Strong interest in real Christmas trees keeping local farms busy

Dec. 9-10 weekend expected to be last to cut your own

WELLINGTON COUNTY – The dreary weather that ushered in the first Saturday of December, officially “Christmas Tree Day” in Ontario, didn’t seem to slow business for local growers and retailers.

Locals and those venturing outside of urban areas, explored Wellington County tree farms with saws in hand and eyes set on finding the perfect evergreen.

Others eschewed the muddy slog and opted for pre-cut options delivered from Ontario plantations and nurseries to local tree farms.

Calls to Madeira Farms in Guelph/Eramosa last weekend seemingly rang in from everywhere, Peter Williams told the Advertiser.

“We’ve never had people coming from Toronto before,” he remarked.

For family-run Erin Hill Acres, thus far it’s been busier than ever, Jennifer Garrard said.

Michelle Breukelman at Evergreen Farms said there’s definitely increased interest; she anticipates the Guelph/Eramosa farm will close a week earlier than last year.

Alison McCrindle at Chickadee Christmas Trees has experienced strong sales, but not to the level seen during the pandemic, when she said frenzied lineups ran down the road to the Puslinch farm.

Alison McCrindle of Chickadee Christmas Trees in Puslinch.

Some county Christmas tree farms opened on Nov. 18, but most opted to kick off the season last weekend.

“We are off to a great start,” Christmas Tree Farmers of Ontario (CTFO) executive director Shirley Brennan said, speaking on behalf of the 418 farm members growing evergreens on about 8,100 acres across the province.

It’s a quick season: anywhere from a week to two weeks into the month, every tree is likely to be sold.

“It’s getting to be the norm,” Brennan said.

Since the first Christmas tree on record was burnt to a crisp and danced around during the 14th-century in what is now modern-day Estonia and Latvia, the tradition of harvesting a living tree and decorating it as a Christmas centre piece has endured.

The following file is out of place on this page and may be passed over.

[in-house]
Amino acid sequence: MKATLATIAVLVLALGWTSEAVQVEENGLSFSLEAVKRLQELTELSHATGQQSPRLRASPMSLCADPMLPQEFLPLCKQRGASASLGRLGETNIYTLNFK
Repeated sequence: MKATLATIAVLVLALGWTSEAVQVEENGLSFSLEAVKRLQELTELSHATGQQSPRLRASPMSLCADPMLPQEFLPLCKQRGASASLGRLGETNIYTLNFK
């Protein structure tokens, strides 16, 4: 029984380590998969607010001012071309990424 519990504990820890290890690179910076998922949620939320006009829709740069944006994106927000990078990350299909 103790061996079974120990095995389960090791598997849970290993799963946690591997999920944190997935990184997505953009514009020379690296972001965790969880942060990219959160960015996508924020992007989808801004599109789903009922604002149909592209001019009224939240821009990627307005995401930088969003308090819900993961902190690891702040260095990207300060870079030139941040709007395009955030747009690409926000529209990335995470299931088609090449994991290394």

It’s a $17-million industry in the province annually, and $163 million nationally, according to the CTFO.

More than a million trees are purchased domestically each year, in addition to the over two-million Christmas trees Canada exports across the globe.

It takes between seven and 10 years for an evergreen to grow to a size where its ready to be cut, requiring forethought and planning to keep trees available year after year.

At Evergreen Farms there’s a cutoff at around 1,500 trees; and at Madeira Farms, tags differentiate between trees that can be cut and those to be left alone.

But like all farmers, the best-laid plans are subject to mother nature’s whims.

Williams noted a drought in 2012-13 and a lack of demand prior to 2017 has caused a decline in tree supply still being felt today; and wholesalers have cut back on the quantity of trees that can be purchased by individual farms.

Breukelman also cited a drought she said killed a number of seedlings two years ago.

Snow falls on uncut Christmas trees. Submitted photos


Fortune changed this year however, Breukelman added, with some trees gaining upwards of 21 inches of growth. “That was incredible,” she remarked.

Some area growers also said more trees were cut down than should have been during the stir-crazy pandemic.

“There was some over-cutting that happened during COVID-19,” said Derek Elliott, of Elliott Tree Farms near Hillsburgh.

That led to trees being cut from groves where they could have been left to stand for another season or two.

Despite some concerns about supply, there are still plenty of options available in the county for those after a real tree and the experience that goes with it.

Fraser firs, with their strong woodsy scent and superior needle retention, make the species an expensive go-to, according to area growers.

However, many are pre-cut and delivered to area farms because they don’t grow well in the county.

The fragrant balsam fir is a runner up, followed by traditional-looking white and scotch pines, and white and blue varieties of hardy spruce trees. 

Growers encourage shoppers to explore the varieties available during what’s expected to be the last weekend for a cut-your-own experience at area farms on Dec. 9 and 10.

Depending on supply, some growers expect to remain open the following weekend for pre-cut offerings.